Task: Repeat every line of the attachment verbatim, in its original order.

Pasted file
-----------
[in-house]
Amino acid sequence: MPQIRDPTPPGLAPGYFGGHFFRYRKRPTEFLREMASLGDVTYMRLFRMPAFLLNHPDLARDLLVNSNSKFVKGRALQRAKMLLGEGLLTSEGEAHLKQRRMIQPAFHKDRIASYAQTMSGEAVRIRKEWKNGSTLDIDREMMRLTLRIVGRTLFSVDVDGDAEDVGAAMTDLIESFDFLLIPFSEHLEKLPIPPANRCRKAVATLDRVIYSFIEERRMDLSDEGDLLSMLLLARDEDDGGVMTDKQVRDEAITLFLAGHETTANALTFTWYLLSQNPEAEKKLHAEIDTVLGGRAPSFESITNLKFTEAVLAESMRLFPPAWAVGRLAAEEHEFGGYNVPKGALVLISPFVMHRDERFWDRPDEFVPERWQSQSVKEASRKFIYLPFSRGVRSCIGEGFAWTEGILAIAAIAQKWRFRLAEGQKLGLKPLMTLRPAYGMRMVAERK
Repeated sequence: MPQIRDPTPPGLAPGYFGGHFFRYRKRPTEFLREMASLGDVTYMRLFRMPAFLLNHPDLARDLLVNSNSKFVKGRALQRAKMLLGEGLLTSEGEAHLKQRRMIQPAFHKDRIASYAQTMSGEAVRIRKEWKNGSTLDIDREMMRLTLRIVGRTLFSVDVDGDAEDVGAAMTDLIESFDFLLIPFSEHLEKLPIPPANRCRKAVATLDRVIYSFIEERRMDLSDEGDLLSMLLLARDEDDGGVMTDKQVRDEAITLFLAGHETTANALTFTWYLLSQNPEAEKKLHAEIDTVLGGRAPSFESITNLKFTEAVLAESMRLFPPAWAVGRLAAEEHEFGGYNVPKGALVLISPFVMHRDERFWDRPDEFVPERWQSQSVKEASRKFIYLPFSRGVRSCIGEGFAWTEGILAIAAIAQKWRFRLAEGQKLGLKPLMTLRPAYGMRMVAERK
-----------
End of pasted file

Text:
[in-house]
Amino acid sequence: MPQIRDPTPPGLAPGYFGGHFFRYRKRPTEFLREMASLGDVTYMRLFRMPAFLLNHPDLARDLLVNSNSKFVKGRALQRAKMLLGEGLLTSEGEAHLKQRRMIQPAFHKDRIASYAQTMSGEAVRIRKEWKNGSTLDIDREMMRLTLRIVGRTLFSVDVDGDAEDVGAAMTDLIESFDFLLIPFSEHLEKLPIPPANRCRKAVATLDRVIYSFIEERRMDLSDEGDLLSMLLLARDEDDGGVMTDKQVRDEAITLFLAGHETTANALTFTWYLLSQNPEAEKKLHAEIDTVLGGRAPSFESITNLKFTEAVLAESMRLFPPAWAVGRLAAEEHEFGGYNVPKGALVLISPFVMHRDERFWDRPDEFVPERWQSQSVKEASRKFIYLPFSRGVRSCIGEGFAWTEGILAIAAIAQKWRFRLAEGQKLGLKPLMTLRPAYGMRMVAERK
Repeated sequence: MPQIRDPTPPGLAPGYFGGHFFRYRKRPTEFLREMASLGDVTYMRLFRMPAFLLNHPDLARDLLVNSNSKFVKGRALQRAKMLLGEGLLTSEGEAHLKQRRMIQPAFHKDRIASYAQTMSGEAVRIRKEWKNGSTLDIDREMMRLTLRIVGRTLFSVDVDGDAEDVGAAMTDLIESFDFLLIPFSEHLEKLPIPPANRCRKAVATLDRVIYSFIEERRMDLSDEGDLLSMLLLARDEDDGGVMTDKQVRDEAITLFLAGHETTANALTFTWYLLSQNPEAEKKLHAEIDTVLGGRAPSFESITNLKFTEAVLAESMRLFPPAWAVGRLAAEEHEFGGYNVPKGALVLISPFVMHRDERFWDRPDEFVPERWQSQSVKEASRKFIYLPFSRGVRSCIGEGFAWTEGILAIAAIAQKWRFRLAEGQKLGLKPLMTLRPAYGMRMVAERK